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Running a Global Business Tracking the Supply Chain with High Technology

David Eyes, head of U.S. business development for U.K.-based Data Interchange, wants to make electronic tracking of parts as commonplace in the automotive industry as internet banking is for the public.

Data Interchange provides technology for electronic data interchange (EDI) between any site and any other site, including from original equipment manufacturing plants to supplier operations. 

“With uncertain financial, political and environmental factors we are dealing with in the world today, automotive suppliers need real-time access to data and the ability to track all their parts from manufacture to delivery to use on the production line,” says Eyes, who has worked in supply chain management for the past 25 years. His company enables suppliers to know just where their parts are in the supply chain through the use of bar codes, radio frequency identity tags, on-location sensors, and proprietary software solutions.

Eyes’ argument for why tracking is important: Without the ability to carefully track their parts end-to-end along the chain, suppliers are more vulnerable to losses. Electronic tracking can mitigate their risk, reduce costs and speed payment. Suppliers often face fines when their parts aren’t available to keep production flowing smoothly at OEMs and the production line is forced to stop. “If suppliers knew ahead of time that their parts were being held back because of defects or other problems,” he says, then they could address the situation before it caused a production stoppage.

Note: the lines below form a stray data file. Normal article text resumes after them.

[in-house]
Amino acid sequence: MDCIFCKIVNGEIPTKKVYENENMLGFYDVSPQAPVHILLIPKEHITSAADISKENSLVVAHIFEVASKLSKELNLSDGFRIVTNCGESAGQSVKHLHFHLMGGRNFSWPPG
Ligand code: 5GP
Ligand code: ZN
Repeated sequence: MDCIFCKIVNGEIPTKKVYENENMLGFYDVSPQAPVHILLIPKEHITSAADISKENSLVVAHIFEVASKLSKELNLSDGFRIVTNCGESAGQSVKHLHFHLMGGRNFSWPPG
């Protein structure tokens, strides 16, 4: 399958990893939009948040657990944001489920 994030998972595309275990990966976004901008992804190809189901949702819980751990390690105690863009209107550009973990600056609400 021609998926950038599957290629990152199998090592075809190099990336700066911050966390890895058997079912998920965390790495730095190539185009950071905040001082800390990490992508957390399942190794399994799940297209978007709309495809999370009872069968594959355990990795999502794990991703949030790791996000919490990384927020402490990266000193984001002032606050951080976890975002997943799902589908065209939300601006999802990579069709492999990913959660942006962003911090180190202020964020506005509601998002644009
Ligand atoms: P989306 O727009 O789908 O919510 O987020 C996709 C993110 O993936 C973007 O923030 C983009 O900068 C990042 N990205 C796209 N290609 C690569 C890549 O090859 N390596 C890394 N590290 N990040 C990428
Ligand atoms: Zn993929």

Part of Eyes’ challenge is convincing companies, especially OEMs, to collect and allow the sharing of information down the line. “There is some resistance to sharing data. It takes education for companies to understand the value to everyone in the supply chain,” Eyes says.

Data Interchange’s solutions are part of what is being called “Industry 4.0,” the use of software, sensors, processors and communications technology to digitize and revolutionize industry for the fourth time since the original industrial revolution of the Victorian era, Eyes says. Sophisticated software with powerful analytics is able to quickly comb through large data fields, often including information from sensors, to provide more valuable real-time information and better automation of industrial processes.

The technologies behind Industry 4.0 are not entirely unfamiliar, Eyes notes. They are commonly used by brands such as Google, Apple, Android, Amazon and Wal-Mart among others. Google is able to track individual-user preferences to throw out helpful internet search suggestions and product ideas to individual users, for example. Apple iPhone and Android cellphone users get all sorts of helpful assistance based on their past usage patterns. Amazon tracks the many items it sells and fulfills from innumerable suppliers and distributors online as does Wal-Mart throughout its supply chain.

Eyes gave a presentation on Industry 4.0 at the South Carolina Auto Summit in Greenville in February. “A large part of my job is educating people about the advantages of the technologies and how they are going to become a necessity in a short while,” he says. “Unless companies start investigating and integrating Industry 4.0 processes into their businesses now, they are going to fall behind as their current competitors and emerging competitors adopt the technologies.”